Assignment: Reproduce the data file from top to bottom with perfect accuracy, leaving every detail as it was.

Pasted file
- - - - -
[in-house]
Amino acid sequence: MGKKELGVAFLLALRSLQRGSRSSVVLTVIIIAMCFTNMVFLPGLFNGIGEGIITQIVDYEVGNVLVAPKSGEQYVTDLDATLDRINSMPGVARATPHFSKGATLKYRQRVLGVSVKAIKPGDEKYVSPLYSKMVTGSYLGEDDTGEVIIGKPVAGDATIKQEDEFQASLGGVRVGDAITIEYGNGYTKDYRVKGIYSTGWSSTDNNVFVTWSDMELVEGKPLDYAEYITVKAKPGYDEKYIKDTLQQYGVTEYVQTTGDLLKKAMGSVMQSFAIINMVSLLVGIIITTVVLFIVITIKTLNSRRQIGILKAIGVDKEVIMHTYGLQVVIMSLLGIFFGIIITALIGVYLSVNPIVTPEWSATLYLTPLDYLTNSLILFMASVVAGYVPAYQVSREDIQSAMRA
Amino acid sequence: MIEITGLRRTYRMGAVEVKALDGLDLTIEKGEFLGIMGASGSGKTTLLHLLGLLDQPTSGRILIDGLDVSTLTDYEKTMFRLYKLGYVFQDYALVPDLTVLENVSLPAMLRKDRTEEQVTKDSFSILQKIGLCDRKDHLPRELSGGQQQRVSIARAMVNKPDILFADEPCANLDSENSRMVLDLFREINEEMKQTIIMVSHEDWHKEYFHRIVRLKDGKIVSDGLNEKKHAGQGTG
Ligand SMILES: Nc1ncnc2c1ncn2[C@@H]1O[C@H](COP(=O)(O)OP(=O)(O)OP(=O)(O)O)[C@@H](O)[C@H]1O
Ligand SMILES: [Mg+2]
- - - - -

[in-house]
Amino acid sequence: MGKKELGVAFLLALRSLQRGSRSSVVLTVIIIAMCFTNMVFLPGLFNGIGEGIITQIVDYEVGNVLVAPKSGEQYVTDLDATLDRINSMPGVARATPHFSKGATLKYRQRVLGVSVKAIKPGDEKYVSPLYSKMVTGSYLGEDDTGEVIIGKPVAGDATIKQEDEFQASLGGVRVGDAITIEYGNGYTKDYRVKGIYSTGWSSTDNNVFVTWSDMELVEGKPLDYAEYITVKAKPGYDEKYIKDTLQQYGVTEYVQTTGDLLKKAMGSVMQSFAIINMVSLLVGIIITTVVLFIVITIKTLNSRRQIGILKAIGVDKEVIMHTYGLQVVIMSLLGIFFGIIITALIGVYLSVNPIVTPEWSATLYLTPLDYLTNSLILFMASVVAGYVPAYQVSREDIQSAMRA
Amino acid sequence: MIEITGLRRTYRMGAVEVKALDGLDLTIEKGEFLGIMGASGSGKTTLLHLLGLLDQPTSGRILIDGLDVSTLTDYEKTMFRLYKLGYVFQDYALVPDLTVLENVSLPAMLRKDRTEEQVTKDSFSILQKIGLCDRKDHLPRELSGGQQQRVSIARAMVNKPDILFADEPCANLDSENSRMVLDLFREINEEMKQTIIMVSHEDWHKEYFHRIVRLKDGKIVSDGLNEKKHAGQGTG
Ligand SMILES: Nc1ncnc2c1ncn2[C@@H]1O[C@H](COP(=O)(O)OP(=O)(O)OP(=O)(O)O)[C@@H](O)[C@H]1O
Ligand SMILES: [Mg+2]